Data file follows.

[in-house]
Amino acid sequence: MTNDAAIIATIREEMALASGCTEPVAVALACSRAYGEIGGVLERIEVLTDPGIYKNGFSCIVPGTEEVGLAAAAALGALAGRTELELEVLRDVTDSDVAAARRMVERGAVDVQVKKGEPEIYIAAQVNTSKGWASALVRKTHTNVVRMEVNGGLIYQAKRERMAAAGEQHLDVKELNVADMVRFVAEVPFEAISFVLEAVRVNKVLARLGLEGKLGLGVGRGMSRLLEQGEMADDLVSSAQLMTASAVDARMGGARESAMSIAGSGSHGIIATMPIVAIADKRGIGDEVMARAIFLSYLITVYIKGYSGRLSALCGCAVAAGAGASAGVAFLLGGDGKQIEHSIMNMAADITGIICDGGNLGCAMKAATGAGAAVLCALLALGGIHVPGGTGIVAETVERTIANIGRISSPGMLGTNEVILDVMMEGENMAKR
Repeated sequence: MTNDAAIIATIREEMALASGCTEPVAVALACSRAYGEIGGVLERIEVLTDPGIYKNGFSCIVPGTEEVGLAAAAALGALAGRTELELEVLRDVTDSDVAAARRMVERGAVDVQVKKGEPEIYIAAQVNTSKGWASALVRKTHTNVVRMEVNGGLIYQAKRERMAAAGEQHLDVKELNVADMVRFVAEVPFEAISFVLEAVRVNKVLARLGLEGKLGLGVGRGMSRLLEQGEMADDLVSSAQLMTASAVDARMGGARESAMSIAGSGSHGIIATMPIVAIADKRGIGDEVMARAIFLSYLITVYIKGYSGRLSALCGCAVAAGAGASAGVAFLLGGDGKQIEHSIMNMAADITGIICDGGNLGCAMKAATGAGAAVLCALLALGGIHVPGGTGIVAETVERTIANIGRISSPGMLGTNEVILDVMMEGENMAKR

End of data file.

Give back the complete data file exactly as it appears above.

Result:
[in-house]
Amino acid sequence: MTNDAAIIATIREEMALASGCTEPVAVALACSRAYGEIGGVLERIEVLTDPGIYKNGFSCIVPGTEEVGLAAAAALGALAGRTELELEVLRDVTDSDVAAARRMVERGAVDVQVKKGEPEIYIAAQVNTSKGWASALVRKTHTNVVRMEVNGGLIYQAKRERMAAAGEQHLDVKELNVADMVRFVAEVPFEAISFVLEAVRVNKVLARLGLEGKLGLGVGRGMSRLLEQGEMADDLVSSAQLMTASAVDARMGGARESAMSIAGSGSHGIIATMPIVAIADKRGIGDEVMARAIFLSYLITVYIKGYSGRLSALCGCAVAAGAGASAGVAFLLGGDGKQIEHSIMNMAADITGIICDGGNLGCAMKAATGAGAAVLCALLALGGIHVPGGTGIVAETVERTIANIGRISSPGMLGTNEVILDVMMEGENMAKR
Repeated sequence: MTNDAAIIATIREEMALASGCTEPVAVALACSRAYGEIGGVLERIEVLTDPGIYKNGFSCIVPGTEEVGLAAAAALGALAGRTELELEVLRDVTDSDVAAARRMVERGAVDVQVKKGEPEIYIAAQVNTSKGWASALVRKTHTNVVRMEVNGGLIYQAKRERMAAAGEQHLDVKELNVADMVRFVAEVPFEAISFVLEAVRVNKVLARLGLEGKLGLGVGRGMSRLLEQGEMADDLVSSAQLMTASAVDARMGGARESAMSIAGSGSHGIIATMPIVAIADKRGIGDEVMARAIFLSYLITVYIKGYSGRLSALCGCAVAAGAGASAGVAFLLGGDGKQIEHSIMNMAADITGIICDGGNLGCAMKAATGAGAAVLCALLALGGIHVPGGTGIVAETVERTIANIGRISSPGMLGTNEVILDVMMEGENMAKR